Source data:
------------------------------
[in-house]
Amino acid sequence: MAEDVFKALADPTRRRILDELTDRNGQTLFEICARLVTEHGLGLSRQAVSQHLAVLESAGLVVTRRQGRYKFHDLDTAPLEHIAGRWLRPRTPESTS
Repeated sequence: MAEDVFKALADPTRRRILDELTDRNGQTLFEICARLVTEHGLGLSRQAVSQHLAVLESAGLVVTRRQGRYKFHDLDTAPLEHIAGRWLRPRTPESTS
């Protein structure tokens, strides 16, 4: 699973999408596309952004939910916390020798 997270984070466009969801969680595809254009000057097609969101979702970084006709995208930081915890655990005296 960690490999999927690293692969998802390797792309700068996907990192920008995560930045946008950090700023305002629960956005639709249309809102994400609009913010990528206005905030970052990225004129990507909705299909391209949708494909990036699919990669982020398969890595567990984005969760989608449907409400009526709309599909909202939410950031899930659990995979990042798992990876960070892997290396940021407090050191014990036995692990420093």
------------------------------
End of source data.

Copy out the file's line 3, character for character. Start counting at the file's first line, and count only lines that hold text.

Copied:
Repeated sequence: MAEDVFKALADPTRRRILDELTDRNGQTLFEICARLVTEHGLGLSRQAVSQHLAVLESAGLVVTRRQGRYKFHDLDTAPLEHIAGRWLRPRTPESTS